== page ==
Expecting unarmed Gardaí to confront armed thugs is unreasonable From Irish Independent 30th. May 2019

THERE was as much pride and pomp as decency would allow in 1922, when Commissioner Michael Staines led his new Force though the gates of Dublin Castle, the seat of British power in Ireland.
Only five days after this historic transfer, the man responsible for the creation of that unarmed Civic Guard, Michael Collins, was shot dead.
An Garda Síochána was formed one year later. No matter what level of threat to the State – and there have been several, both subversive and criminal – the tradition of remaining unarmed held firm. It is something that as a society, we set great store by.
But there are plenty who seek to take advantage of the fact rank and file Gardaí do not carry firearms. They must learn, as others have done to their cost in the past, that our State has an iron fist to use when required, behind the velvet glove.
Yesterday’s appeal from Gardaí for 24-hour armed units to be set up in all 28 Garda divisions to deal with the upsurge in armed crime must be taken seriously.
Ruthless drug gangs once only preyed on our biggest cities. Today, their sinister trade is plied in every major town and village in the country, leaving a trail of ruined lives.
Surely rural communities have as much right to protection as urban ones? Scenes such as those in recent days in Drogheda, where the feuding is spiralling towards serious loss of life, have to be reined in.
Gunmen randomly opening fire in the street is not something any town should have to endure.
People prepared to kill for profit must not get to determine the price of a life.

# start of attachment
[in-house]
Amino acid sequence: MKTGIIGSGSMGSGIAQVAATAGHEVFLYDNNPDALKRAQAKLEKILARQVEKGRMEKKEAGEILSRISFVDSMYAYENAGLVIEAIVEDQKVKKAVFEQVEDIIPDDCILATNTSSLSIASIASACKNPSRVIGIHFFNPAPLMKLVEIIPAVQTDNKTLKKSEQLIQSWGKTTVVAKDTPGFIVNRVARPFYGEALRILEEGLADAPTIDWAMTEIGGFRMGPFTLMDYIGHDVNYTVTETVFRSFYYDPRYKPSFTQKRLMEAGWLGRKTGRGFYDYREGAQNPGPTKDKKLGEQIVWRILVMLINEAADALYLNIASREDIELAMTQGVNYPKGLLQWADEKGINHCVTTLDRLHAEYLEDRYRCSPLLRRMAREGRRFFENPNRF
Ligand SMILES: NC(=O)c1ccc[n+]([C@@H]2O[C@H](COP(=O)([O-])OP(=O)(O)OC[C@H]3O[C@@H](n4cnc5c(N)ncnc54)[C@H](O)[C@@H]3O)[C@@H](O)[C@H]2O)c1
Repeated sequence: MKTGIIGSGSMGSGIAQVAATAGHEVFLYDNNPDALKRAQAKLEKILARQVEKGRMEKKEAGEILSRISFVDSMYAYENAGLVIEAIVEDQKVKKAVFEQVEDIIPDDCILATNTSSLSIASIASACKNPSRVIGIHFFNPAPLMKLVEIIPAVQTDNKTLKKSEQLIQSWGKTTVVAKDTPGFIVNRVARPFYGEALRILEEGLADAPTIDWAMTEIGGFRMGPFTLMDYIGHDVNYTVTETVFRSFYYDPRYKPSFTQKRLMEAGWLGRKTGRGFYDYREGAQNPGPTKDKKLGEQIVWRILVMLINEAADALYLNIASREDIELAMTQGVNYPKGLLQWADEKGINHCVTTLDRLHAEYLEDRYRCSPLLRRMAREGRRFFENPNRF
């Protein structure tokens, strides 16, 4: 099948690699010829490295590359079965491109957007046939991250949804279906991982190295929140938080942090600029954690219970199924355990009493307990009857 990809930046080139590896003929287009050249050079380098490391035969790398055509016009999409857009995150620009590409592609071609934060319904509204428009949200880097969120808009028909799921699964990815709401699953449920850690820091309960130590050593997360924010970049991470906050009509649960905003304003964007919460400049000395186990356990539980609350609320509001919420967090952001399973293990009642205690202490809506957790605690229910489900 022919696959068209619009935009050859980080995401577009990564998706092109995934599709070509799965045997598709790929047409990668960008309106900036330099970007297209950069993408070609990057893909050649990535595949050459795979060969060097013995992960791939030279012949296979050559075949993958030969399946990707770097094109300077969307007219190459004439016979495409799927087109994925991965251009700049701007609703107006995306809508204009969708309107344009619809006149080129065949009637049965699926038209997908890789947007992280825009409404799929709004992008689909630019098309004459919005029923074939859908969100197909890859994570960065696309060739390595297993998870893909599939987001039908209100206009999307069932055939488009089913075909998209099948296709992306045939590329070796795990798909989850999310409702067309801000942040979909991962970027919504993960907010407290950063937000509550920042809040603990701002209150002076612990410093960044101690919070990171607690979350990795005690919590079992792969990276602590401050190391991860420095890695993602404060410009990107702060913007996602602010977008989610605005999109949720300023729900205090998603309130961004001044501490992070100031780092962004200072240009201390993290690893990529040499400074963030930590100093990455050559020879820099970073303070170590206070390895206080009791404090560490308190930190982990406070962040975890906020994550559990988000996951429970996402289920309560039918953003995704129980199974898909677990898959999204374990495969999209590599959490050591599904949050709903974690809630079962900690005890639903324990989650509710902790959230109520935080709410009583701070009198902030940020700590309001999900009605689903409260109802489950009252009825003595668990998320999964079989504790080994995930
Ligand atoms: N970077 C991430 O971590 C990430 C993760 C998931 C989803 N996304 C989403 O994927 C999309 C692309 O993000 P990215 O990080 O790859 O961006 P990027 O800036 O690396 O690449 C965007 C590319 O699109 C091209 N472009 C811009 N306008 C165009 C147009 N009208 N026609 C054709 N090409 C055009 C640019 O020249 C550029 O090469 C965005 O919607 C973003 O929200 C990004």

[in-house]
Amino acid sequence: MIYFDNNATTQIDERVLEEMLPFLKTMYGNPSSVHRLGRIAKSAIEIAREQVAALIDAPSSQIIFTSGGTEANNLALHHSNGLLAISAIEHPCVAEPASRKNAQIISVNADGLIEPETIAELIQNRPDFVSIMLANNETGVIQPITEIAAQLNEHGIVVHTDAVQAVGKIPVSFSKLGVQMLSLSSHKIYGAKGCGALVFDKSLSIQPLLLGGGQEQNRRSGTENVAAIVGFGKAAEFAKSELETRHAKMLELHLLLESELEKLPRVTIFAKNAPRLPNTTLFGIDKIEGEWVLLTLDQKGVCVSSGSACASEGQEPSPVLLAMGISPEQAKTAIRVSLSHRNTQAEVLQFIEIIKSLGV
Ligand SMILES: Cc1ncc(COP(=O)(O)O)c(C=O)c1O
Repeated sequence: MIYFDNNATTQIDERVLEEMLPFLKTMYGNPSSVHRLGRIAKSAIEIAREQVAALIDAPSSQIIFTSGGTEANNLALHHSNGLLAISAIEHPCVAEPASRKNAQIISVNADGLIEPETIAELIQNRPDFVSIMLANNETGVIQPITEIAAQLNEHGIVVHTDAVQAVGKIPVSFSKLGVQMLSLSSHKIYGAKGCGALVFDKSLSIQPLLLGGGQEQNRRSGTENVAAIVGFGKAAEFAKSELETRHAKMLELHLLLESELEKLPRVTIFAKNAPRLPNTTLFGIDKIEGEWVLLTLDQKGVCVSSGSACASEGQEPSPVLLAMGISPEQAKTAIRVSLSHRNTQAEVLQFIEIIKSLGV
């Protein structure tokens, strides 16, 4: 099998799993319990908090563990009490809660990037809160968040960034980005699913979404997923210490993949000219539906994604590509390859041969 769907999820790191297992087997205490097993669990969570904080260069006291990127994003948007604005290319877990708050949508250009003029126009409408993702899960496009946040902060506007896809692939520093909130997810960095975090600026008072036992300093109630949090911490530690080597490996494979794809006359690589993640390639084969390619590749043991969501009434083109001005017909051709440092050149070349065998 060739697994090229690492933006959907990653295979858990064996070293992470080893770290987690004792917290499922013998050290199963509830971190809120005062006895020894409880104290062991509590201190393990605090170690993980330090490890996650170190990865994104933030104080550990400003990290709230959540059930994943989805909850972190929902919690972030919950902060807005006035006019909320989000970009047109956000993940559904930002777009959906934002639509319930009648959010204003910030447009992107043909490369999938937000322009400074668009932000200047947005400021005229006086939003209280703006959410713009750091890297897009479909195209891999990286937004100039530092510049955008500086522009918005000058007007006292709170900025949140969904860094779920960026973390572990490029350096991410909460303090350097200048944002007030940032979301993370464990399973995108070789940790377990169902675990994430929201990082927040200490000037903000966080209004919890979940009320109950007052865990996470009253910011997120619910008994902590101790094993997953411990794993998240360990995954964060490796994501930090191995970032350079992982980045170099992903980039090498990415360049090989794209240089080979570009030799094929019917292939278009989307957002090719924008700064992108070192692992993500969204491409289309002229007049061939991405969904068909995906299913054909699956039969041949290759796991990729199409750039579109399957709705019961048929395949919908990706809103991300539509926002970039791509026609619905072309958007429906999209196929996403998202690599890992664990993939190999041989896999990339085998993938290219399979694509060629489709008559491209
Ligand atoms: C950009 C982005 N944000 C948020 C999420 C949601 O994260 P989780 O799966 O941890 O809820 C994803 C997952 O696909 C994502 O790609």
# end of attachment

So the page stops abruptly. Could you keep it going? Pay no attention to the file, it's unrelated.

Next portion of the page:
Their careful cultivation of vendettas – which are paid for in other people’s blood – has to be curtailed.
If, as has been argued, crime is born in the gap between the morality of society and that of the individual, closing that gap requires urgent attention.
Increasingly reckless and rapacious gangs grow ever more desperate to increase their riches.
Expecting unarmed Gardaí to confront such thugs with their automatic weapons, and no concern for where their bullets fly, is unreasonable.
Expertly trained armed units must be on call to confront what is a 24-hour threat.
Crime, unfortunately, is a most consistent part of our historic experience; as its face changes, so too must our response.
For feuding gangs, revenge never evens the score. The bloody chain-reaction will go on until there is an equal and opposite show of strength from the State to snuff it out.
We learned this lesson the hard way in Limerick a decade ago. So we know what needs to be done.
To date, some 88 members of the Force have been killed serving on duty.
That number cannot be added to because we have not provided adequate cover or resources to protect the very people we turn to in order to protect ourselves.


  1. patrick joseph mc May 3, 2019 at 1:40 pm #

    Colette Browne,s article gives food for thought, I remember Two different Judges stated in open during trials that if a Garda stopped to think , the decision would more than likely be wrong or the garda would be injured or dead. In both occasions the garda was being questioned on his power of arrest of renowned violent thugs that intimidated law abiding citizens.Those of us that served in the 60, saw the change of April 1970 made Gardai no longer had to work all hours for nothing .The force was at least 25 per cent under strength in April 1970. A decade ago public servants were encouraged to leave both temporally and permanently and we are now seeing the results. The same applies to law with legislation coming into effect usually 25 years after it was needed The overlooking of minor offences lead to greater problem. In many cases adult cautions are not sufficient censure for the distress caused. In recent months we see the Gardai making numerous detections for driving under drugs following new equipment a problem that existed since 1980 when the Gardai were convicting such people under 1961 legislation. One of the best articles on the Gardai I read of late was in the Sunday Times . The author was Paul Anthony McDermott a very distinguished legal gentleman .he deals with resources and the choices gardai have to make every day and gives some good advice ,;It is essential gardai do not become law enforcement robots, but are instead permitted to deploy some old fashioned common sense and humanity ,In other words leave the Gardai do their job without trying to please people with different agendas .

Leave a Reply

Designed By